...just as Andy Weir’s first novel, The Martian, breathed new life into the old Robinson-Crusoe-on-Mars plot, now his second, Artemis, has revitalized the Lunar-colony scenario, with the author’s characteristic blend of engineering know-how and survival suspense ... You finish the novel thinking, as you do with the very best sci-fi: Well, maybe this is the way things are going to happen. Because the scenario, and the plot, is constrained by the kind of hard facts, financial and technological, most of us aren’t even aware of. It all seems just about possible, which is a comforting thought after decades of disappointment following the old Clarke-and-Heinlein era of imagined space travel. Finally, Jazz is a great heroine, tough with a soft core, crooked with inner honesty. A big improvement on Heinlein’s Podkayne, sci-fi sacrilege though it is to say so.
...readers [of The Martian] will be over the moon to hear that Artemis is, in its attention to technical detail and its prioritisation of play as the order of the day, The Martian’s perfect partner, though more demanding fans of the form are likely to find it slight: derivative, dreadfully slow to start, and rather lacking in the heart department. But for better or for worse, Weir’s new novel is in many ways more of the same problem-solving stuff that made him a household name ... There are parts of Artemis—such as the set-piece this call to arms segues into—that recall the best and smartest chapters of The Martian, but these are few and far between, I’m afraid, and gathered oddly towards the end of the novel ... This isn’t a bad book by any means. But it isn’t, in my view, a good book either. It’s fun for a few hundred pages and almost tolerable in between times. Readers who utterly loved The Martian might quite like it, though folks who found Artemis’ leaps-and-bounds-better predecessor to be less than perfect will have a harder time forgiving its various failings.
The problem is that it’s a whole city of Mark Watneys. Characters constantly crack wise, but this doesn’t quite disguise their shallowness, or the leaden dialogue and repetitive narration. The protagonist is Jazz Bashara, a young Saudi woman, Muslim but secular, who’s lived on the moon since she was 6. She talks and acts like a Middle American white man — with occasional stereotypical exceptions, as when she must pretend to be a prostitute. Then she talks and acts like a Middle American white man pretending to be a prostitute ... This is a heist narrative at heart — but it lacks the core elements of modern heist narratives: no team of charming specialists, no surprise plot twists. That may be fine for 'hard' science fiction fans who prioritize idea over execution, or who simply crave well-researched technical speculation presented as fiction. Otherwise, this is a 300-page film pitch that, like its predecessor, will probably be more appealing after it goes to Hollywood.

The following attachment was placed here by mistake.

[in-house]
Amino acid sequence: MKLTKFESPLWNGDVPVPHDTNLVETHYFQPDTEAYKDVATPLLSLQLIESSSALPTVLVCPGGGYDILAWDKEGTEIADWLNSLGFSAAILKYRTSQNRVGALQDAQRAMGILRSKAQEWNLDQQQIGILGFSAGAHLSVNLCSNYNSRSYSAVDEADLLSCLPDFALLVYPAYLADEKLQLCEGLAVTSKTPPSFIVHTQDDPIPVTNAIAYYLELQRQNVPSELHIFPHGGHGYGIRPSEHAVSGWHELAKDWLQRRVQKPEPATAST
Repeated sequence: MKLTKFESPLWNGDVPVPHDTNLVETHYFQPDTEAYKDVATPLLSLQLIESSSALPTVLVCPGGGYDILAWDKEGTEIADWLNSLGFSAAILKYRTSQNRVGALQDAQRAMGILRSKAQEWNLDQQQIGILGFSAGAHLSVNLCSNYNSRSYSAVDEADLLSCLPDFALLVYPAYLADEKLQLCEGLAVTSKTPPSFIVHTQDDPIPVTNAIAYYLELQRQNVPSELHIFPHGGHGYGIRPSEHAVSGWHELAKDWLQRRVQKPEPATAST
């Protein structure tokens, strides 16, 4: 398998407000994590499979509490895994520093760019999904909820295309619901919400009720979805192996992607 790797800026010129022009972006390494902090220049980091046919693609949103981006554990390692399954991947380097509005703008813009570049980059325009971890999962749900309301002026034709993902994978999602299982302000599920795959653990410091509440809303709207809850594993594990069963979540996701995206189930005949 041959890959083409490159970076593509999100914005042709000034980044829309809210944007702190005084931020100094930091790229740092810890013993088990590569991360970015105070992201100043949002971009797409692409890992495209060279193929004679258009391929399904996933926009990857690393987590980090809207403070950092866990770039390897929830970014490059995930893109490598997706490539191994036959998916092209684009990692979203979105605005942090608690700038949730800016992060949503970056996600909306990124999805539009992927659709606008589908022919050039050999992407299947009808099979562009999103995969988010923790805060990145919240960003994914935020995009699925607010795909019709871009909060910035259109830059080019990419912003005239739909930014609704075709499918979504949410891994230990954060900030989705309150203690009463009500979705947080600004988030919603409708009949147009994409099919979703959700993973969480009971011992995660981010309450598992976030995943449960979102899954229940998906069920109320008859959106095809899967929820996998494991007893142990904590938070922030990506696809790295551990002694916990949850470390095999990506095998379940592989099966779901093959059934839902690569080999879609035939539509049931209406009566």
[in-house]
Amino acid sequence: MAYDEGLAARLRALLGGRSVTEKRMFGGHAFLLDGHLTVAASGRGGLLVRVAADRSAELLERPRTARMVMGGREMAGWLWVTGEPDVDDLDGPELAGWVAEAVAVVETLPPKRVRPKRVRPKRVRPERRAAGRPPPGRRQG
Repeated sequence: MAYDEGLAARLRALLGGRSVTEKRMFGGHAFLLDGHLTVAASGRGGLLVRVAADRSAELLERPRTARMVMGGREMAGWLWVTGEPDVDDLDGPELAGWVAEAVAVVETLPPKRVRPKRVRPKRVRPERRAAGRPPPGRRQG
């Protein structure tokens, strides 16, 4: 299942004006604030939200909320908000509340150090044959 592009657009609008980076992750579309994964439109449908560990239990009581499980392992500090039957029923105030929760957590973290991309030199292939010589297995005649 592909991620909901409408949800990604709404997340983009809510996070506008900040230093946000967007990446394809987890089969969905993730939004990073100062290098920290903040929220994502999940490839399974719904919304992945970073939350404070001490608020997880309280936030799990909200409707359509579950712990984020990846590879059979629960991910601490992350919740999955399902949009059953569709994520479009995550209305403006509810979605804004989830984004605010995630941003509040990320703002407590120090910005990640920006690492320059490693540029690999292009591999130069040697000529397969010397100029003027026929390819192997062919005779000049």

The brisk pacing and reader-friendly explanations of chemistry and engineering conundrums are similar. And for better and worse, the protagonist's snarky, hipshot, goofy voice is much the same as Mark Watney's in The Martian ... Like The Martian, Artemis is blunt and simple, with characters dumping exposition on each other in graceless speeches or convenient pen-pal letters. The characters are thinly sketched vehicles for action and information ... Artemis' take on sex in general is juvenile and foregrounded; Weir seems to know a lot more about low-gravity welding than about how 20-something women think about their bodies and partners ... But the book has the same strengths that made The Martian so compelling — Weir's palpable fascination with the rigors of life in space, and his devotion to scientific accuracy, which lets real-world facts drive the plot.
Jazz is a Muslim and a Saudi, but she never sounds authentic. Frankly, she might as well be Mark Watney. Instead, one gets the sense that Weir is marking off a diversity checklist. Despite a few nods to cultural conflict, there’s little indication of what life would be like for a young Muslim woman in the world he created ... The novel is filled with people nagging Jazz about her alleged promiscuity. Jazz mostly goes along these cracks, while assuring the reader that she probably doesn’t sleep around that much. Then come the cringeworthy teenage boy jokes.